At its simplest it is a comments system (like the comments on the bottom of this blog post) that facilitates better online discourse, by adding a layer of structure and process designed to unlock the potential of the group to arrive at positive, useful results — a mechanism for aggregating the collective intelligence of a group. The process ensures that the contributions of each individual are fairly and thoroughly vetted by others in the group, and that relevant information and useful arguments are surfaced and discussed. It requires the final decision to be supported on a solid foundation of reasons, and for those supporting that decision to defend those reasons from counter arguments from other participants in the group — or see the decision reversed.

The process uses principles of game mechanics to create the right motivations, awarding players for introducing and defending reasons for supporting a decision, but also for acknowledging valid counter-arguments, and abandoning an argument if they see they will not be able to defend it.

The decision engine can be used by crowdsourcing projects to harness the wisdom of crowds to create economic value.  It can be used in online Q&A communities to more effectively extract knowledge from a group. It can be used to improve the quality of political discourse, surfacing the strongest arguments on all sides of an issue. It could be used as an alternative process for legal arbitration.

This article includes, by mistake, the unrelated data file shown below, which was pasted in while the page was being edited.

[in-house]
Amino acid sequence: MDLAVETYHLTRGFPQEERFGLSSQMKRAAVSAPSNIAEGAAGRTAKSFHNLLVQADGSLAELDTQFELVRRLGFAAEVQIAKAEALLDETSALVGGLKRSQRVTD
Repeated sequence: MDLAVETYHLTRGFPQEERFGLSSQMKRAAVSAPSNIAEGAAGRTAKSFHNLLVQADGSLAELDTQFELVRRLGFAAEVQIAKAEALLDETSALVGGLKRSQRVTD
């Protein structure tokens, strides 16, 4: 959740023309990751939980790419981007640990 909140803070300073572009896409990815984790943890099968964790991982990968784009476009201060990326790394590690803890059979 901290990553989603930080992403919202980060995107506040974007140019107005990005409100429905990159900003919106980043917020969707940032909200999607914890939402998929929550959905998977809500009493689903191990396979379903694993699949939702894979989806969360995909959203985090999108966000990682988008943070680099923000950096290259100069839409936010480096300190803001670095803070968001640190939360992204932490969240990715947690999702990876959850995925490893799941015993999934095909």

The decision engine is based on a few key assumptions about human behavior: that given the right motivations, most human beings will be willing to give honest, thoughtful opinions and judgements, and most importantly, be willing sometimes to change those opinions in the light of new information. You may not think this sounds like a description of the human beings you are familiar with, especially the sorts of people involved in discussions on the internet. But it may simply be a question of process.

The Process

The process I envision asks people not just for their opinions, but for their reasons — and it requires them to defend these reasons for their opinions to have any weight. Participants can introduce counter-arguments questioning the validity of a reason, and the other side must respond or abandon their position. As the conversation progresses, and new participants enter, weak positions will be abandoned, and the most convincing arguments on both sides will rise to the top.